TRUE BILL- A formal criminal charge made by a Grand Jury after considering evidence presented by the prosecutor. Also called an indictment.

Consequences of a Criminal Guilty Plea

1. You will have to appear in open court and tell the judge what you did that makes you guilty of the particular offense(s)

2. Do you understand that if you plead guilty:

a. You will have a criminal record

b. You may go to Jail or Prison.

c. You will have to pay Fines and Court Costs.

3. If you are on Probation, you will have to submit to random drug and urine testing. If you violate Probation, you often go to jail.

4. In indictable matters, you will be required to provide a DNA sample, which could be used by law enforcement for the investigation of criminal activity, and pay for the cost of testing.

5. You must pay restitution if the court finds there is a victim who has suffered a loss and if the court finds that you are able or will be able in the future to pay restitution.

6. If you are a public office holder or employee, you can be required to forfeit your office or job by virtue of your plea of guilty.

7. If you are not a United States citizen or national, you may be deported by virtue of your plea of guilty.

8. You must wait 5-10 years to expunge a first offense. 2C:52-3

9. You could be put on Probation.

10. In Drug Cases, a mandatory DEDR penalty of $500-$1,000, and lose your driver's license for 6 months - 2years. You must pay a Law Enforcement Officers Training and Equipment Fund penalty of $30.

11. You may be required to do Community Service.

12. You must pay a minimum Violent Crimes Compensation Board assessment of $50 ($100 minimum if you are convicted of a crime of violence) for each count to which you plead guilty.

13. You must pay a $75 Safe Neighborhood Services Fund assessment for each conviction.

14. If you are being sentenced to probation, you must pay a fee of up to $25 per month for the term of probation.

15. You lose the presumption against incarceration in future cases. 2C:44-1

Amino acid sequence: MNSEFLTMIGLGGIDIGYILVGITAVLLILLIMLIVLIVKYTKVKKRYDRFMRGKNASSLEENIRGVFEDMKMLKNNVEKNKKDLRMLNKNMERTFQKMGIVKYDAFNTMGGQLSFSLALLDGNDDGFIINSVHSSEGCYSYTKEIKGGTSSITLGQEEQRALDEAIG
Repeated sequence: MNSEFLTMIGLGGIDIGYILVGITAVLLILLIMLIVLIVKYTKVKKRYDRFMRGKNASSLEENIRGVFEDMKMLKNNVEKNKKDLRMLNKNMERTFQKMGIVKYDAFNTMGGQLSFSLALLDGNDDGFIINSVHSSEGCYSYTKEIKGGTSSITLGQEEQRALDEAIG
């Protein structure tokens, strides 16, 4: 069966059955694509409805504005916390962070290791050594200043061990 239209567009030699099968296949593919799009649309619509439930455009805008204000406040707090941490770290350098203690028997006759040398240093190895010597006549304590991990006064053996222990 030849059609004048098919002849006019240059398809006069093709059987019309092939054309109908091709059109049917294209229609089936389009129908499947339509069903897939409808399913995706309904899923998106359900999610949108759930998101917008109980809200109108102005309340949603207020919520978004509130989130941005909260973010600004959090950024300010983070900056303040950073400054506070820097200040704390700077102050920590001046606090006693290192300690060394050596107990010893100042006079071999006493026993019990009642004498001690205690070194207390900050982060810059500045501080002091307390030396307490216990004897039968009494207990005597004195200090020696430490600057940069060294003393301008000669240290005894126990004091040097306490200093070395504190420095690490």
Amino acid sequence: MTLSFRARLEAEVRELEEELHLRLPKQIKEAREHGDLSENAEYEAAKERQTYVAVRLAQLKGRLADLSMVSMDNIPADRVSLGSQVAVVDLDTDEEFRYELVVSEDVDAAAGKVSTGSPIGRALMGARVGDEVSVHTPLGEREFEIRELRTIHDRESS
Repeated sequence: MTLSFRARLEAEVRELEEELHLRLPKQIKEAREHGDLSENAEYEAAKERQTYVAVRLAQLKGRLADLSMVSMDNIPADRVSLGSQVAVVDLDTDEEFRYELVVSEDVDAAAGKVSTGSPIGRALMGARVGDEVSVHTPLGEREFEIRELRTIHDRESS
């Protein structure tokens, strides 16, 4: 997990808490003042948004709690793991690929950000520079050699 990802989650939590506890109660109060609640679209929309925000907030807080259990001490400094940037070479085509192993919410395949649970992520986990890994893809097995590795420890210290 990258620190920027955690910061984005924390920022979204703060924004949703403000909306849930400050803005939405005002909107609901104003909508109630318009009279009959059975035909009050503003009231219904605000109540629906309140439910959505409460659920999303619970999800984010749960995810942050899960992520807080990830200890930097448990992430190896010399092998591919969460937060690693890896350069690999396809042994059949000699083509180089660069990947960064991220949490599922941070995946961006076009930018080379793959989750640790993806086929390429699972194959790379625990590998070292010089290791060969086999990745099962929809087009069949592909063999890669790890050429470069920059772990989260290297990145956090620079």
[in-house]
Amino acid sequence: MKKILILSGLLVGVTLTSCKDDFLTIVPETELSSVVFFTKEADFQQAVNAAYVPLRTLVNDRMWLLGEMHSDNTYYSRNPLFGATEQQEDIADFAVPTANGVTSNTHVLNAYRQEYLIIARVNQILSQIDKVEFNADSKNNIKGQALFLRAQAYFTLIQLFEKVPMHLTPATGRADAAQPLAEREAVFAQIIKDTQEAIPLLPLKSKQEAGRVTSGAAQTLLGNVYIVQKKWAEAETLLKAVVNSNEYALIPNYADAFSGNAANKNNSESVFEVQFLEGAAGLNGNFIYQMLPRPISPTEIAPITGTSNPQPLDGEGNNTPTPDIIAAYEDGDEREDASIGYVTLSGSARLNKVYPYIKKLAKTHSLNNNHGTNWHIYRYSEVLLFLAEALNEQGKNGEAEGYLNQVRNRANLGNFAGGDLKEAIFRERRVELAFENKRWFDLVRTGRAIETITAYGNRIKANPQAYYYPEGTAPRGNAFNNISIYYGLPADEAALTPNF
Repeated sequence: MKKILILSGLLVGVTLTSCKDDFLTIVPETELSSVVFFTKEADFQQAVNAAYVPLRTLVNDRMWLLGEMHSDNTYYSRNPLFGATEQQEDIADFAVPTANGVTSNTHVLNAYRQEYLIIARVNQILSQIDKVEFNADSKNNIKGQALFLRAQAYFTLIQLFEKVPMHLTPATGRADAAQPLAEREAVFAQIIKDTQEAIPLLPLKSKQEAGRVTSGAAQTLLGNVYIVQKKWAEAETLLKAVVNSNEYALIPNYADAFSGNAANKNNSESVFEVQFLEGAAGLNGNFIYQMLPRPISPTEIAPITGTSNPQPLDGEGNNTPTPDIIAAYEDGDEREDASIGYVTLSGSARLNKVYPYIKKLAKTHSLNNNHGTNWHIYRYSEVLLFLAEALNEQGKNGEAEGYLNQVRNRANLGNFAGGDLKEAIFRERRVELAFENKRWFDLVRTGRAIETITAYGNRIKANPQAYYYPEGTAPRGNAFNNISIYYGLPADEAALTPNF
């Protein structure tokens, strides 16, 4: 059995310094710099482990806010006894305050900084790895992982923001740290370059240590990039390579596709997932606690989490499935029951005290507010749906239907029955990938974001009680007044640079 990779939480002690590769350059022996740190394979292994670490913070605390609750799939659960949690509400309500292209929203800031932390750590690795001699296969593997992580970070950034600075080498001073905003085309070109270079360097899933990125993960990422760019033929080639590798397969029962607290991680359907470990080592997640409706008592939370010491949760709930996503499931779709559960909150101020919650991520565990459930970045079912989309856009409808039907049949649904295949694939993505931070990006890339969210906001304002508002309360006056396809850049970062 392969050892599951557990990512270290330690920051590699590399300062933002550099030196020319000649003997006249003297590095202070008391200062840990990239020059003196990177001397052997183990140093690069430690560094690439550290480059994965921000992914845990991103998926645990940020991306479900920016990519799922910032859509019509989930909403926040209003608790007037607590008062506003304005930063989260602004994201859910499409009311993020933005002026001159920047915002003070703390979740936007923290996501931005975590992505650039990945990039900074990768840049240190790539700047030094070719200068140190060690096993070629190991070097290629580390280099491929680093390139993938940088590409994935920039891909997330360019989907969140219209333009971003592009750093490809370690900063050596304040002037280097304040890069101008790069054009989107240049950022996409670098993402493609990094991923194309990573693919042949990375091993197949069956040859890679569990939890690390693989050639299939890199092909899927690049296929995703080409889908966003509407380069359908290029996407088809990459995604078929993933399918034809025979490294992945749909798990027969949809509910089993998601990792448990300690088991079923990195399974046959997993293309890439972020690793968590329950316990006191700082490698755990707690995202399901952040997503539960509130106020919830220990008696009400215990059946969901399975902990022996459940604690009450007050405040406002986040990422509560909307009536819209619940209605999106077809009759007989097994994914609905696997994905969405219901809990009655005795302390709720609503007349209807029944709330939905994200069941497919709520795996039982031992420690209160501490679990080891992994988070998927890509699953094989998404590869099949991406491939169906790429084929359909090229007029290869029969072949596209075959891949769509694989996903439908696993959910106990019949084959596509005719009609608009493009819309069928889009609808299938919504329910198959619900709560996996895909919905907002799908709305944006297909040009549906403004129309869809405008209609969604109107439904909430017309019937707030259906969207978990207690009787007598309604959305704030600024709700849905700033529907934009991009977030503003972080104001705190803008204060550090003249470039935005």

16. You may lose your right to vote.

The defense of a person charged with a criminal offense is not impossible. There are a number of viable defenses and arguments which can be pursued to achieve a successful result. Advocacy, commitment, and persistence are essential to defending a client accused of a criminal offense.

Jail for Crimes and Disorderly Conduct:

If someone pleads Guilty or is found Guilty of a criminal offense, the following is the statutory Prison/Jail terms.

NJSA 2C: 43-8 (1) In the case of a crime of the first degree, for a specific term of years which shall be fixed by the court and shall be between 10 years and 20 years;

(2) In the case of a crime of the second degree, for a specific term of years which shall be fixed by the court and shall be between five years and 10 years;

(3) In the case of a crime of the third degree, for a specific term of years which shall be fixed by the court and shall be between three years and five years;

(4) In the case of a crime of the fourth degree, for a specific term which shall be fixed by the court and shall not exceed 18 months.

2C:43-3 Fines have been increased recently! 2C:43-3. Fines and Restitutions. A person who has been convicted of an offense may be sentenced to pay a fine, to make restitution, or both, such fine not to exceed:

a. (1) $200,000.00 when the conviction is of a crime of the first degree;

(2) $150,000.00 when the conviction is of a crime of the second degree;

b. (1) $15,000.00 when the conviction is of a crime of the third degree;

(2) $10,000.00 when the conviction is of a crime of the fourth degree;

c. $1,000.00, when the conviction is of a disorderly persons offense;

d. $500.00, when the conviction is of a petty disorderly persons offense;

NJSA 2C:5-1 Criminal Attempt

NJSA 2C:5-1 Criminal Attempt